Violet Hilbert was born July 24, 1918, in the Skagit Valley of Washington State. She was part of a generation that grew up speaking the Lushootseed (Puget Sound Salish) language, shared by several Native American tribes from the Puget Sound eastward to the Cascade Mountains. At an early age, she was surrounded by accomplished traditional storytellers. Her father, Charlie Anderson, was a tribal historian and one of the last speakers of the Skagit Coast Salish language. Her mother, Louisa Anderson, was a skilled raconteur and an ebullient public speaker.
As a child, Hilbert traveled with her parents picking berries throughout the Northwest and attended 15 schools before receiving her diploma. Though she was forbidden to speak her native language at Indian boarding school, outside of school she was raised according to the old values by her mother and father.
"I had a wonderful childhood," Hilbert said. "Being an only child, I was indulged completely, and anytime I begged for stories, why, they were told to me, but I think that every place they traveled they were sharing information with each other and these things were historical, bits and treasures that I somehow have maintained in that gray matter, and the most important thing that remains in my memory is that every morning they told each other their dreams and interpreted them ... trying to figure out why the dream had to exist in their sleep — it was a part of what I remember hearing them say to each other early in the morning."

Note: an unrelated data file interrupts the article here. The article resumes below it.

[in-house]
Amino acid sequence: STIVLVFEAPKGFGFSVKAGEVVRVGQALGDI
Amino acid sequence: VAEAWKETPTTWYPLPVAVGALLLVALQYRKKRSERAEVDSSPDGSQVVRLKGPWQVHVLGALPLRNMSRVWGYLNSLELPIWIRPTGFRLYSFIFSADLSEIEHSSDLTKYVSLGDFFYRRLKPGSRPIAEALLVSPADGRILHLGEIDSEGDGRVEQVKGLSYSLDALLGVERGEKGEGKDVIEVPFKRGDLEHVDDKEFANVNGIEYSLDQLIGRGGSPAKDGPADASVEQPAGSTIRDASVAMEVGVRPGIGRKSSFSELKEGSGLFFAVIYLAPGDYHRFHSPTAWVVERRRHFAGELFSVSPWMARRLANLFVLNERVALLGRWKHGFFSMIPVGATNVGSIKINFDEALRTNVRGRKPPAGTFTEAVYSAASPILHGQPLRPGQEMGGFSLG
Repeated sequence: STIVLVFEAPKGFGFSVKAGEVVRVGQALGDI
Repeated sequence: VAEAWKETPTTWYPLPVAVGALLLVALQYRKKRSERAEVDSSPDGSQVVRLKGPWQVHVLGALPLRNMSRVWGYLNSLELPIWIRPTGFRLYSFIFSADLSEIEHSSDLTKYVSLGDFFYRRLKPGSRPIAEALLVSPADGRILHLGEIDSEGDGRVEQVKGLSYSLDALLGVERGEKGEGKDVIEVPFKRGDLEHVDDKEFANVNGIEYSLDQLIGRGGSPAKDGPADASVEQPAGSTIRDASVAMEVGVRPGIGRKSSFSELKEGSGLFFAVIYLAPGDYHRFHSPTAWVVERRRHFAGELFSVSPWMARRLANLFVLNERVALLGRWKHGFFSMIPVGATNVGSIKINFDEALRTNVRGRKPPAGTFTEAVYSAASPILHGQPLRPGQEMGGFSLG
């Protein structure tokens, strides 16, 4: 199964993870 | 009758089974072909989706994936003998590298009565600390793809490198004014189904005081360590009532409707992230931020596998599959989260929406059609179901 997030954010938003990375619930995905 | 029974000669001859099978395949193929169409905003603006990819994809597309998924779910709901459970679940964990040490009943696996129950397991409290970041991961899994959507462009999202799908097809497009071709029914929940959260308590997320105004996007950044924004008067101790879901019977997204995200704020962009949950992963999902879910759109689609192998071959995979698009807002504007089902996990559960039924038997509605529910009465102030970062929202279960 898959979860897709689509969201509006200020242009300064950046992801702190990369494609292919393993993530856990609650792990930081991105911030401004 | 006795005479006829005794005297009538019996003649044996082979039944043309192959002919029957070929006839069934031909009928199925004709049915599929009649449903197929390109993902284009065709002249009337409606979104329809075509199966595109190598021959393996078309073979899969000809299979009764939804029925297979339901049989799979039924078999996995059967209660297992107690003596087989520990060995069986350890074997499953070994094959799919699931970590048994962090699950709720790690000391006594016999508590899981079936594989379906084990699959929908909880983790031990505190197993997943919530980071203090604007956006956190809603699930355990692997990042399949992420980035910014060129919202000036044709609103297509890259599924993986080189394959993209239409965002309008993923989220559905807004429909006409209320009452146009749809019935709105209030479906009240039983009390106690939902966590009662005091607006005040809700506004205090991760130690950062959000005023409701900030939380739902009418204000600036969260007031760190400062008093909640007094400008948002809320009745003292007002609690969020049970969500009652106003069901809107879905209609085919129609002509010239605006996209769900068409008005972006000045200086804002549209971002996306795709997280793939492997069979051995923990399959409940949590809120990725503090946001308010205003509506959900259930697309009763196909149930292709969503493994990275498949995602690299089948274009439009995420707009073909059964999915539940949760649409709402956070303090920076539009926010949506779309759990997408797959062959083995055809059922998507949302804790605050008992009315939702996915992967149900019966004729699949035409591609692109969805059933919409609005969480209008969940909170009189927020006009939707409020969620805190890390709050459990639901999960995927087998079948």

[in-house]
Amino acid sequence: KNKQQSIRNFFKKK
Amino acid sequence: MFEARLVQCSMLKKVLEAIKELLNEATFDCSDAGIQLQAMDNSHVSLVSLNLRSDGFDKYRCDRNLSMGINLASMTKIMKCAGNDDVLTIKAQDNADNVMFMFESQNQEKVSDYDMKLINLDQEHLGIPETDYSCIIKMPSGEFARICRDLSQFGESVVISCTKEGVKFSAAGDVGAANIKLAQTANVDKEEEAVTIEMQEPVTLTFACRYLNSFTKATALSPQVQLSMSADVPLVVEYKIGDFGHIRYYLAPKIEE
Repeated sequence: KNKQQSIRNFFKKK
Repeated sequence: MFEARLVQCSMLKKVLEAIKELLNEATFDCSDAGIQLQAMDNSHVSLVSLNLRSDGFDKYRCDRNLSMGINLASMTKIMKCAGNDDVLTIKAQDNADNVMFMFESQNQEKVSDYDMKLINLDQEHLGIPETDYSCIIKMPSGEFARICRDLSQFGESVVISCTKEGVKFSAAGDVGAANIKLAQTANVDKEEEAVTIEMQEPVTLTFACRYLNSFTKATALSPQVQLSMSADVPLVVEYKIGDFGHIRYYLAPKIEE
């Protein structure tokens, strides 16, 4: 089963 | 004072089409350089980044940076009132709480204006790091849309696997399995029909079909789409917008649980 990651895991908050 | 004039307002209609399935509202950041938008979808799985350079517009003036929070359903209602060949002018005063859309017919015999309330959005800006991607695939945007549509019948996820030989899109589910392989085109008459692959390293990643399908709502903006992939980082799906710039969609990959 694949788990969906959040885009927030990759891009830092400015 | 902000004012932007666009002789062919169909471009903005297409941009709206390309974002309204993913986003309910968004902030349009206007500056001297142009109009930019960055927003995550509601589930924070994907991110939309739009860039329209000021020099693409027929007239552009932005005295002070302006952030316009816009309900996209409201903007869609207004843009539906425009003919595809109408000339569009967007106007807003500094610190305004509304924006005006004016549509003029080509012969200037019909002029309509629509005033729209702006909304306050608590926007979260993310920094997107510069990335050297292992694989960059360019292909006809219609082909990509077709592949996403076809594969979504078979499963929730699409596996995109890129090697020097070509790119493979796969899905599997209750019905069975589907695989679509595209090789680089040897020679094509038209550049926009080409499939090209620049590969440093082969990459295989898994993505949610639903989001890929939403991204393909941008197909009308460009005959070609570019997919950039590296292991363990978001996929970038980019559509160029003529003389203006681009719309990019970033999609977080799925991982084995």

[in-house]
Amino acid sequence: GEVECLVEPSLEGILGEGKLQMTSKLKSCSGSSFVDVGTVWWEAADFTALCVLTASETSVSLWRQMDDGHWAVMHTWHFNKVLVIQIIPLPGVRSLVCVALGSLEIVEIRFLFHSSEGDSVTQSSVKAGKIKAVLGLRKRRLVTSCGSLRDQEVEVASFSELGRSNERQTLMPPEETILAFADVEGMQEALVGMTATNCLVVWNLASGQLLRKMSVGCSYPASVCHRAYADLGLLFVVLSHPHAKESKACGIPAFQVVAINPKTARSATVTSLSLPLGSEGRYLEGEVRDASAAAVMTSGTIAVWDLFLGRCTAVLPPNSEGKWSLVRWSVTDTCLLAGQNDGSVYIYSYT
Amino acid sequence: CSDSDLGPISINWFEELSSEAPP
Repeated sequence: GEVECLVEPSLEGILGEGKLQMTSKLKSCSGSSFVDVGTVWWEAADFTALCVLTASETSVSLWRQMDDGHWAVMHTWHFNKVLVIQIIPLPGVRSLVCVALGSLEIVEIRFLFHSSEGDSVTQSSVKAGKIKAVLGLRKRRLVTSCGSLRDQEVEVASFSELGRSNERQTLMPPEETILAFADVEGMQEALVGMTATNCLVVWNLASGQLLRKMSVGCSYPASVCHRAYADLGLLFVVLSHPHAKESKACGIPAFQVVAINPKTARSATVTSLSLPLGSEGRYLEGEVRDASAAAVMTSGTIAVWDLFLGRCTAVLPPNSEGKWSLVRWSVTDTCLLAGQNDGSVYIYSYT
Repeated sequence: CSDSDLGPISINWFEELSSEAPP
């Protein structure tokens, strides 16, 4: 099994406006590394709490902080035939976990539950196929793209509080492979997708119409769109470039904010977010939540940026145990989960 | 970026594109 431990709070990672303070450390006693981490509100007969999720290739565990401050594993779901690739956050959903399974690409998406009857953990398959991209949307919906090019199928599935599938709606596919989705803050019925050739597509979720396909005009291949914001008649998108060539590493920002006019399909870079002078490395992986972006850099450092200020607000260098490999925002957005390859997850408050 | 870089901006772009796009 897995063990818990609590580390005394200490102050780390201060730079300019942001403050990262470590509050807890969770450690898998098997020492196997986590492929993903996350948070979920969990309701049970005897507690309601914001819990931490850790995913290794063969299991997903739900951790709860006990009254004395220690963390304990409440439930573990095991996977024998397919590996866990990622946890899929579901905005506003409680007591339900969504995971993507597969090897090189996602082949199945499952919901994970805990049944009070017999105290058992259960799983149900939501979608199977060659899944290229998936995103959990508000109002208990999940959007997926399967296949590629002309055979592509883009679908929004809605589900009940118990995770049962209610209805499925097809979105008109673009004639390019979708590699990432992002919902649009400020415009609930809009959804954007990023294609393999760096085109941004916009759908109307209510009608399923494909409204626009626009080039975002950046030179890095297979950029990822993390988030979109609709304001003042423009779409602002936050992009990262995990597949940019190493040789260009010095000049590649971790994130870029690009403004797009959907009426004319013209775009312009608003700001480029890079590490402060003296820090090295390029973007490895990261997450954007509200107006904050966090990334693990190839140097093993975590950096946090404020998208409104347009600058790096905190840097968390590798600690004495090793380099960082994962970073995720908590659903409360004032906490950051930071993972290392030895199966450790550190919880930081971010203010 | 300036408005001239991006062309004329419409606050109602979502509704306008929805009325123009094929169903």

Growing up, Hilbert attended important tribal events, such as funerals and naming ceremonies, and was taught the strictest standards of propriety that require generosity, discretion, and forbearance. In addition, she learned an immense repertoire of traditional tales, artfulness of rhetorical style, and the function of stories in maintaining tribal history.
Many of these stories, she said, "were mainly about what their (her parents') ancestors did and the things that were important to them as they were growing up - these were not legends that I had first heard, these were stories about living in the longhouse with many families and family interaction and the way justice was perceived to be administered properly."
In the 1960s, after the deaths of her parents, Hilbert's concern for the rapidly diminishing number of Lushootseed speakers and the infrequency of ceremonial settings for oratory launched her on a one-woman mission of cultural preservation. "There are very few places where stories are being told," she said, "and the people who know them are dying.... That's why I feel such a sense of urgency to collect and write remnants I know."
As a cultural conservator, Hilbert eagerly reminded young people of the aesthetic depth of storytelling and its centrality to native culture. "(The) best storytellers could become the characters in their stories," animating rocks, trees, and animals with subtle changes of voice and gesture. At many social occasions for storytelling, "there was duck soup and bread and coffee. People who were hosting ... would invite their friends and relatives to join them. My parents would bring cattail mats for us to sleep on because the party went all night."
In keeping with her concern for making stories a part of her people's future, she studied linguistics and labored hard to translate the subtle meanings into English so that those who did not learn the native language could understand the stories.
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